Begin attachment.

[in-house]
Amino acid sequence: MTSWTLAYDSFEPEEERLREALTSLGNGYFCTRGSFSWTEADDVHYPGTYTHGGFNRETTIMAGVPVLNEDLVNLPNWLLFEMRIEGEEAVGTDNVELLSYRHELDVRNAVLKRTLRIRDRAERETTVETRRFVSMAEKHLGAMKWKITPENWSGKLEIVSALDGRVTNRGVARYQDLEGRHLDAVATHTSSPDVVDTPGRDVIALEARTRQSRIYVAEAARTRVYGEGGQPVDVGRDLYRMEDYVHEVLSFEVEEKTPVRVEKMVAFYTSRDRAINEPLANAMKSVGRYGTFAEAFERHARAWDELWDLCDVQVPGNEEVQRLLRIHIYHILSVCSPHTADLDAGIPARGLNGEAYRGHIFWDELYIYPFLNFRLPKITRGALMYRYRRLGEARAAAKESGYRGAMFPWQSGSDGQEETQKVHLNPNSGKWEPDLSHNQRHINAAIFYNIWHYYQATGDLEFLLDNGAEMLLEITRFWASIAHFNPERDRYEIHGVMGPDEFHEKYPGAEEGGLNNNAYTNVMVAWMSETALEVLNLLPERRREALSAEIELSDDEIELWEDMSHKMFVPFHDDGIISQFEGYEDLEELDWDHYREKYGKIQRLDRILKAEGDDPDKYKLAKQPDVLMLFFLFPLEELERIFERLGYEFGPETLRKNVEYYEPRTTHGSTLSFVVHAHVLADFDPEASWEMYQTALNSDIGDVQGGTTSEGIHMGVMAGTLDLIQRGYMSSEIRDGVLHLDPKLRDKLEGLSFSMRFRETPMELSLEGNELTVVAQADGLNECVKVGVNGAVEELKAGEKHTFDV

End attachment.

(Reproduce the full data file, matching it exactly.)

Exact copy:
[in-house]
Amino acid sequence: MTSWTLAYDSFEPEEERLREALTSLGNGYFCTRGSFSWTEADDVHYPGTYTHGGFNRETTIMAGVPVLNEDLVNLPNWLLFEMRIEGEEAVGTDNVELLSYRHELDVRNAVLKRTLRIRDRAERETTVETRRFVSMAEKHLGAMKWKITPENWSGKLEIVSALDGRVTNRGVARYQDLEGRHLDAVATHTSSPDVVDTPGRDVIALEARTRQSRIYVAEAARTRVYGEGGQPVDVGRDLYRMEDYVHEVLSFEVEEKTPVRVEKMVAFYTSRDRAINEPLANAMKSVGRYGTFAEAFERHARAWDELWDLCDVQVPGNEEVQRLLRIHIYHILSVCSPHTADLDAGIPARGLNGEAYRGHIFWDELYIYPFLNFRLPKITRGALMYRYRRLGEARAAAKESGYRGAMFPWQSGSDGQEETQKVHLNPNSGKWEPDLSHNQRHINAAIFYNIWHYYQATGDLEFLLDNGAEMLLEITRFWASIAHFNPERDRYEIHGVMGPDEFHEKYPGAEEGGLNNNAYTNVMVAWMSETALEVLNLLPERRREALSAEIELSDDEIELWEDMSHKMFVPFHDDGIISQFEGYEDLEELDWDHYREKYGKIQRLDRILKAEGDDPDKYKLAKQPDVLMLFFLFPLEELERIFERLGYEFGPETLRKNVEYYEPRTTHGSTLSFVVHAHVLADFDPEASWEMYQTALNSDIGDVQGGTTSEGIHMGVMAGTLDLIQRGYMSSEIRDGVLHLDPKLRDKLEGLSFSMRFRETPMELSLEGNELTVVAQADGLNECVKVGVNGAVEELKAGEKHTFDV